Thursday, January 20, 2011

Diapers for goat kids and lambs

Mimi Foxmorton, more officially known as The Goat Borrower, asked about diapers in her comment on the last post that my lady did here on the blog.  I knew, when I saw that question, that it was my duty as a former house-goat to respond to Mimi's question, since I am so experienced in this matter.  Without further ado, I shall present to you the truth about diapers and house-goats (also house-sheep).  This picture below is Marshmallow on her second day of life, already showing her ability to wear a diaper and still look indignant.
The answer to whether they work is a resounding yes, at least from the human point of view.  As some of you who may have had experiences with bottle baby animals know, sometimes bottle milk makes us have a little bit of an unsettled digestive system early in life.  Sometimes we can even be that way on our Mum's milk.  So the fact is, we may have...well...sticky-poo.  From the human standpoint, sticky-poo is bad.  It is especially bad on carpets.  Thus, the humans feel that the diaper "does the trick" in helping with the potential mess. Usually the mess is only for a couple of weeks and then it gets much easier.  In the meantime, you can allow your little one access to carpeted areas.
Even under your desk!
My lady says that girls are easier than boys.  She says all the "equipment" is at the back end on girls, but on boys, the diaper will work for sticky-poo, but may not reach along under their belly far enough to catch their water spigot, so to speak.  She says boys sometimes need a second diaper in the form of a "belly band" that will manage their spigot.  Dear me, this is very complicated!  This is me on my first day in the house in my diaper.  At that point, I was not all that skilled at walking yet.  You can see the iodine stain from where my umbrella cord was dipped.  The umbrella cord kept me attached to my mom when I was inside her.  All babies have an umbrella cord and then later, they have a belly button.
In any case, my lady says that the other aspect to be considered is the cutting of the tail hole.  She says if your bottle baby has quite serious sticky-poo, it might be better not to cut a tail hole, because there could be some escaping of stickiness around the hole.  She says if your bottle baby has moved on to the more solid phase, the tail hole is ideal.  Here is Marshmallow at about 6 weeks of age or so.  She was much bigger and still a good diaper candidate.
Here I am when I was a little older, exploring the office desk.  See how nicely the diaper stays on?!

My lady and I have developed the following easy 5-step program to diapering your goat kid or lamb.

Ingredients:
  • one goat kid or lamb needing to be diapered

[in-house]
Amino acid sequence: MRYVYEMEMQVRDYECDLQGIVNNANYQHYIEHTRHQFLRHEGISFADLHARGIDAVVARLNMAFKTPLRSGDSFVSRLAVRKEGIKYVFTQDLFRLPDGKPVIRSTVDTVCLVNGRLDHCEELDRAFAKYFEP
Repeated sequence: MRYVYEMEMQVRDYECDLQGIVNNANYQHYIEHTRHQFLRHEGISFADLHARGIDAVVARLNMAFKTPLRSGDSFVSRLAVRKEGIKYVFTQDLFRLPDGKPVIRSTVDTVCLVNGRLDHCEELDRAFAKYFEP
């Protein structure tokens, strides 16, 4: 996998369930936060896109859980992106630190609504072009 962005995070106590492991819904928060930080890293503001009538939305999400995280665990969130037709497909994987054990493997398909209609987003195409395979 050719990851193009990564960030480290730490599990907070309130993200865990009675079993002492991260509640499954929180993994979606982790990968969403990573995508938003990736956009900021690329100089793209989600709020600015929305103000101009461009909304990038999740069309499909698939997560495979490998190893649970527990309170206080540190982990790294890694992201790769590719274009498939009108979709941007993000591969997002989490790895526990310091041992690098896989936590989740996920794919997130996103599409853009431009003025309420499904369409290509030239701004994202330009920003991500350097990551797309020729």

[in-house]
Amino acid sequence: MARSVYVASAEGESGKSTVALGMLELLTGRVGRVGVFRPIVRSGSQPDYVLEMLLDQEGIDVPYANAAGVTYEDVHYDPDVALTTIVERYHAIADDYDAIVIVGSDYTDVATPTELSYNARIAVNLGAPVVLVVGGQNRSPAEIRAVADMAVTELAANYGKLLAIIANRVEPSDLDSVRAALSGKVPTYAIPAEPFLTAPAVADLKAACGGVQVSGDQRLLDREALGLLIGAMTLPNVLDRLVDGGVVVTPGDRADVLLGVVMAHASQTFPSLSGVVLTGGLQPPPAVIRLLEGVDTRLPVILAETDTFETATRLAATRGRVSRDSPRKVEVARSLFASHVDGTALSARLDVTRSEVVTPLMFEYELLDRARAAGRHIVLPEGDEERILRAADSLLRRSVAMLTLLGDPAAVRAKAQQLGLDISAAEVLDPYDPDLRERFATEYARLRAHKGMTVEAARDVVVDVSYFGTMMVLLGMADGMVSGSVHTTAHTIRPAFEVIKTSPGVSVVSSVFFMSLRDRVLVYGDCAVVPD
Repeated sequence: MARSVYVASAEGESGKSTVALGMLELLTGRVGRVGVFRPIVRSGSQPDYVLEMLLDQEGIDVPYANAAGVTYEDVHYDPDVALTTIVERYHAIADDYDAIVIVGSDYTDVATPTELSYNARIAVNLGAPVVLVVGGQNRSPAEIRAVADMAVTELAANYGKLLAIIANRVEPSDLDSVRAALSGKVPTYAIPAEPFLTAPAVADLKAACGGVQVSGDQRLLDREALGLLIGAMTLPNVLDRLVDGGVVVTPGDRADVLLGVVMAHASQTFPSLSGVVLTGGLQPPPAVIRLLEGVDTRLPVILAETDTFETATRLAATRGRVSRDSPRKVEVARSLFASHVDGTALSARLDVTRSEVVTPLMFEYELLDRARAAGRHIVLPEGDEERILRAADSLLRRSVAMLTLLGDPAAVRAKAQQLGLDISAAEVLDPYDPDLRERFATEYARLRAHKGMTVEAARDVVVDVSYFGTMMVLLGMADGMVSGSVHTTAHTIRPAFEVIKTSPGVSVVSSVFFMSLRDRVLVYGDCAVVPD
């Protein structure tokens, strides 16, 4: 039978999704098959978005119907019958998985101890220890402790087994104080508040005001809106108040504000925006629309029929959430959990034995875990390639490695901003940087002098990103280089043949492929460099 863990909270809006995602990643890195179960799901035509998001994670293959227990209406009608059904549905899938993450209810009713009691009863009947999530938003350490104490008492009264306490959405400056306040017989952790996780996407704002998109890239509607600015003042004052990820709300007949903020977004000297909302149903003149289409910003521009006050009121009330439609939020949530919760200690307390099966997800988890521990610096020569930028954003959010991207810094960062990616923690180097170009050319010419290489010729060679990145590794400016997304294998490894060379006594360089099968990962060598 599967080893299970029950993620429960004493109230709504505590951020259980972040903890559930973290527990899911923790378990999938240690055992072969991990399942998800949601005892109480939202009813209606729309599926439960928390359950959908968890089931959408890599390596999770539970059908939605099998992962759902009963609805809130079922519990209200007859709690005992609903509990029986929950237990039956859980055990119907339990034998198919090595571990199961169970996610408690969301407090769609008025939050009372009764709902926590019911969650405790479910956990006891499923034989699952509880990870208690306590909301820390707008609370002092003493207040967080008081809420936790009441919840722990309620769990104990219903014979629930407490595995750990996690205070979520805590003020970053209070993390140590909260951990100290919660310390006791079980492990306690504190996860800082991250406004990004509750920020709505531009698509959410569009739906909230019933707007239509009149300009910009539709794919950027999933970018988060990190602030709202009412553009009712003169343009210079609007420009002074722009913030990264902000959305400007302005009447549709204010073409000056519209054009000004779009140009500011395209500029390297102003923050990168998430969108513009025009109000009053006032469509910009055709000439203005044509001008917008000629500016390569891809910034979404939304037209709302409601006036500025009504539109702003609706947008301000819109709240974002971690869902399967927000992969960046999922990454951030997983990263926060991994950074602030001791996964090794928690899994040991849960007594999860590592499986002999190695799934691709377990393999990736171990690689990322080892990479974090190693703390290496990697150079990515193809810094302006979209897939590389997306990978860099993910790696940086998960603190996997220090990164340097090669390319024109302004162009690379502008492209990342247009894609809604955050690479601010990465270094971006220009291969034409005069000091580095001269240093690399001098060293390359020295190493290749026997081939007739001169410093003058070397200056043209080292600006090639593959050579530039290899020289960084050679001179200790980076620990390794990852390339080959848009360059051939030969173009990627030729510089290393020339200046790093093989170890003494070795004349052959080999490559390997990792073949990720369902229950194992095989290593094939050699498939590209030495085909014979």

• one diaper (size depends on size of kid or lamb, I have used newborn through size 5)
  • baby wipes (for goat/kid as well as walls, counters, sink, etc)
  • clean and dry towel, hand towel size is best
  • time (Do not try to do this in a rush, it will backfire.  Trust us on this)
  • bathroom, preferably with lidded diaper pail handy
  • old apron of some sort
  • patience (love your kid/lamb, they may get squiggly)
Instructions:

1.  Approach your subject calmly and pick them up.  They will start to notice if you do the changing at the same time every day.  My lady says I began to wail as soon as she picked me up at diaper changing time, but not at other times.  She said I could also tell as soon as we headed to the human bathroom.  At this point, holding an otherwise calm and well-behaved kid or lamb may become the equivalent of holding a greased piglet.  Be firm.  My lady recommends wearing an old kitchen apron for this procedure.

2.  Human should sit on toilet (put lid down first, of course!) and put subject across their knees with the front legs on the right and the rear legs on the left.  This might be different if you're left handed, she said.  She isn't sure because she isn't left handed.  Undo tabs of previous diaper and remove carefully.  It is liable that the subject will begin wildly waving their tail at this point, causing the possible flinging of sticky-poo in multiple directions.  See point 1 regarding apron.  Also keep baby wipes handy (for the walls).  If your baby is not in sticky-poo stage, this step is much easier to manage.  Dispose of diaper and wipes.

3.  Lift subject under belly, putting their back towards your chest.  This puts back legs forward.  Grasp back legs with your left hand while resting tail/upper back area of subject on the edge of sink.  Keep firm grip on back legs (around ankle area) with the left hand while resting subject's back against your chest, and also using your right hand to gently clean subject's nether regions.  Expect loud wailing and carrying on by your subject at this point.  Do not make the water too hot or too cold.  Comfortable temperature is a must.  If necessary, use a mild shampoo for cleaning.  Ear plugs may be required at this stage if your subject is as vocal as I was when I was a goat kid.  My lady says that this, at first, will seem awkward and difficult.  It gets easier, she said, with repetition.  At all times while doing the cleaning part, make soft little cooing noises to your subject and assure them that their life is not in jeopardy.